In this article, we will be working with the "External FTP Storage" service.

FTP Storage Activation

This service is available in the corresponding Billing section. Select the "Dynamic Plan."

Specify the desired storage capacity (up to 3.5TB), for example, 50GB, then add the plan to your cart and make the payment.

A few seconds after the payment, the service will be activated and visible in a special section.

To get the information needed for working with it, select the service and click on the "Instructions" button.

A new tab will open with all the necessary data for your work.

Test Upload with lftp

Now let's move on to our main server, from which we will be uploading files to the FTP storage. We will need the article "Working with FTP Storage."

We will need lftp. To install the utility on Debian/Ubuntu, use the following command:

sudo apt-get -y install lftp

Great! Let's try to upload a test file, but first, let's create it using the touch command.

Now, let's enter the command to upload the file:

lftp -e "set ftp:ssl-allow no; put -O / file; quit"

login — the storage username.
pass — the storage password. — the upload server (do not change this).
/ — the directory where the file will be uploaded in the storage.
file — the name of the file to be uploaded.

For our service, use this command:

lftp -e "set ftp:ssl-allow no; put -O / spacecore; quit"

After entering the command, it will connect to the remote server and upload the file (the upload time depends on the size of the file being transferred and the network speed). Once the process is complete, you can see your file by connecting to the storage via FTP.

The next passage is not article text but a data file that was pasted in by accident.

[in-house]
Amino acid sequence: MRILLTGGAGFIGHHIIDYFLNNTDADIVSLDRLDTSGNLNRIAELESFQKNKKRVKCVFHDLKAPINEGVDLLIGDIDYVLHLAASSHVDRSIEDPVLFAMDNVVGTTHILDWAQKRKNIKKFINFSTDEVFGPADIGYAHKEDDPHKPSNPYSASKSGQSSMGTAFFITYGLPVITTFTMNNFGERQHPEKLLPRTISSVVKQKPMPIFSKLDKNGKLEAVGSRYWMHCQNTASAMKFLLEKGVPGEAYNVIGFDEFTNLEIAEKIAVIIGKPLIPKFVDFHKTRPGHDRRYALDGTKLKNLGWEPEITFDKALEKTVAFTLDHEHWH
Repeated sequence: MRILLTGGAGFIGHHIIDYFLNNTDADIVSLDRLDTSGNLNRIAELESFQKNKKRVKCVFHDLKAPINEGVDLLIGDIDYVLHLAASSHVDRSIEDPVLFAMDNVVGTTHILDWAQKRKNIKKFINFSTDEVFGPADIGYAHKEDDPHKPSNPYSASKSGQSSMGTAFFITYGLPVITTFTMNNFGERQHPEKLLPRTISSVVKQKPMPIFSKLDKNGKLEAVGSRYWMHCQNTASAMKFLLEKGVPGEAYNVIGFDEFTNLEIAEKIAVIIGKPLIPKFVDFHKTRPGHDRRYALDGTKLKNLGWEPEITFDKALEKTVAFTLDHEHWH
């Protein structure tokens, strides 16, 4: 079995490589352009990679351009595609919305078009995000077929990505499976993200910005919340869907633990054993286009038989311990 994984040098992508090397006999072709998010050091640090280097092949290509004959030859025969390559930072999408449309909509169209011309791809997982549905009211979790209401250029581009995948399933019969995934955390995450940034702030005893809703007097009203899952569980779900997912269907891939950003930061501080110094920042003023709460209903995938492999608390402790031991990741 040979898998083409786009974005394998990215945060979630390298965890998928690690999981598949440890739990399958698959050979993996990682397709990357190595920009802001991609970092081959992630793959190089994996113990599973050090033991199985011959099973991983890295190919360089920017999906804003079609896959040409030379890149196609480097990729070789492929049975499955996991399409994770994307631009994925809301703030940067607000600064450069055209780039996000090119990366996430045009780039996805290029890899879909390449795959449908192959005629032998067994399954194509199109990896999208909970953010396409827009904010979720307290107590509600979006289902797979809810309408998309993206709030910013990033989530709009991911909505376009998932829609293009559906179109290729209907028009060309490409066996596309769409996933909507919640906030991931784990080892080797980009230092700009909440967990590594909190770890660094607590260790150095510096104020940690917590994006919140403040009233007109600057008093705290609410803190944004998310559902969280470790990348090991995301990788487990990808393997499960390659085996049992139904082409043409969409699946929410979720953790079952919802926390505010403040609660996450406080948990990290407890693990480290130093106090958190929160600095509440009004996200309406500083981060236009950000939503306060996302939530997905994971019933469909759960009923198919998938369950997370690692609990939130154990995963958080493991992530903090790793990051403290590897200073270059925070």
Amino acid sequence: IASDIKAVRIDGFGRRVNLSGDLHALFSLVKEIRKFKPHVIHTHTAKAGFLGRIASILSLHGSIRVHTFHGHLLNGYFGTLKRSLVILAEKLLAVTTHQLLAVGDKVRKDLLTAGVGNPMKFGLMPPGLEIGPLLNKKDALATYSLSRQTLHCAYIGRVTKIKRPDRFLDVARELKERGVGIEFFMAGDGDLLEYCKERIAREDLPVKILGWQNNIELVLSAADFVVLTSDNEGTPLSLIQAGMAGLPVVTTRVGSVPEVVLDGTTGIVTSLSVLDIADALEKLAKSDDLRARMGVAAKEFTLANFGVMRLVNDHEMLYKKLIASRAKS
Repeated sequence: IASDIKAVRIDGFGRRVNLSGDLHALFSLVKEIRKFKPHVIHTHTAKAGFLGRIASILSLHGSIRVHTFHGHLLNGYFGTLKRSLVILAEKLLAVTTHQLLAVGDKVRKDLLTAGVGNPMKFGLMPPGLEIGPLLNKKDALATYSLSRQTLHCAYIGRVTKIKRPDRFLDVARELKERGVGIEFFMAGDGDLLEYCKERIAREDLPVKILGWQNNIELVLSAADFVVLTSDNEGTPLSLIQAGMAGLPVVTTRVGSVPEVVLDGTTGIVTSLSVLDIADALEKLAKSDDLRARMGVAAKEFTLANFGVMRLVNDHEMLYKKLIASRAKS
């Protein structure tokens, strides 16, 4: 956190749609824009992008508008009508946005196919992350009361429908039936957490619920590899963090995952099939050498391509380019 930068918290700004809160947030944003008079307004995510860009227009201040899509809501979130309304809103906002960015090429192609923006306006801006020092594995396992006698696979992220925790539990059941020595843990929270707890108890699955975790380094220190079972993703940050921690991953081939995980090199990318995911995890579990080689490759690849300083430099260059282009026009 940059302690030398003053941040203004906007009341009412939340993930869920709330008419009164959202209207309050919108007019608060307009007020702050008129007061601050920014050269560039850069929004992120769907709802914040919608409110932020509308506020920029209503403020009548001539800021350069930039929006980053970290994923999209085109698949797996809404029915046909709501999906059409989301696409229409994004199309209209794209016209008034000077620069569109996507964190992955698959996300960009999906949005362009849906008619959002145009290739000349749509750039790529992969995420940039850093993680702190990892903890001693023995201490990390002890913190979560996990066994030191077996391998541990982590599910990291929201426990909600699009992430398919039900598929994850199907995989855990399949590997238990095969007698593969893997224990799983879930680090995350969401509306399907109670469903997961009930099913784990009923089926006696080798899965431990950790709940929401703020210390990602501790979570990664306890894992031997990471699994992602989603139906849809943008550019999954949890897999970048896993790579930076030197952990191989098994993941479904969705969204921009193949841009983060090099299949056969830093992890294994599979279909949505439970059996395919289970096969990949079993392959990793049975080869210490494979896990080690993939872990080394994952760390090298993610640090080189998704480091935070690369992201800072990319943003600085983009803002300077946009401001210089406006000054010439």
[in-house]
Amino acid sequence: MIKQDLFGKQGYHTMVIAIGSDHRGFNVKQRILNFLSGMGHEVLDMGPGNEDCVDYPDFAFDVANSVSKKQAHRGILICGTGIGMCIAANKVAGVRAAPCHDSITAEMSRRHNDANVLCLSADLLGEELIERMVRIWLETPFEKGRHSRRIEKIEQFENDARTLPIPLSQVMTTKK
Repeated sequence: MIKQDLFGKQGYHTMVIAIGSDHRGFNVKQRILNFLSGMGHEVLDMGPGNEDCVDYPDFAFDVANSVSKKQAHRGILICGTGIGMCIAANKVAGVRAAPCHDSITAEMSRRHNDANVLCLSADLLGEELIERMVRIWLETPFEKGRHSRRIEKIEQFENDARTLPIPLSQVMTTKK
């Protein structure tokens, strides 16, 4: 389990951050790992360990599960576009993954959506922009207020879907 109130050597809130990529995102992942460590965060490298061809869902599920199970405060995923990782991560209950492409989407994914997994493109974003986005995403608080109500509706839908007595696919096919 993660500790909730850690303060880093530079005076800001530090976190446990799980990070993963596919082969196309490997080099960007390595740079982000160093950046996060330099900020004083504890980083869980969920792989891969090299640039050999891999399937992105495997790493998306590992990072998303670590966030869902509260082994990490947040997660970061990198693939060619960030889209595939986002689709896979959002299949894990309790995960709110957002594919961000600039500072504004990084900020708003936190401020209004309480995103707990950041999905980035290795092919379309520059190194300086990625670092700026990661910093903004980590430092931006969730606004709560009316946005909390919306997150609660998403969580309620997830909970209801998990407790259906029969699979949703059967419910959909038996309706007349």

But the question remains: "How can we automate this process?"

First, let's create a script that will perform all the necessary actions when executed. Create a file and open it with the command:


Where is the name of the file.

Create a short script with our upload command.

lftp -e "set ftp:ssl-allow no; put -O /backups backup.tar.gz; quit"

Where #!/bin/bash is the necessary line indicating that this is a shell script.
/backups — a new directory for storing uploaded files in the storage (which needs to be created on the FTP server itself).
backup.tar.gz — the new name of the file to be uploaded.

Optionally, before uploading the file, you can add commands to archive important data that needs to be saved on the remote server.

Save the file with our script using Ctrl + X -> y.

Now, let's try to upload the file using the shell script (in our case, we are uploading the backup.tar.gz archive, so let's create it first). Then use our script.


The upload has started. Wait for the process to complete.

The script is working! Our data archive has been successfully uploaded to the remote FTP server.

Automation via CRONTAB

You can find more detailed information on working with CRON in public articles on various websites.

Use the following command to open the CRON configuration.

crontab -e

It's empty at the moment. Developer information on automation setup is provided as comments.

Minute Hour Day Month Weekday /path/to/file
Add this line to schedule our upload script to run every day at 00:00 server time.

0 0 * * * /root/

Where /root/ is the path to the executable file.

Excellent work! We have created our own script for uploading backup files and learned how to automate this task using CRONTAB.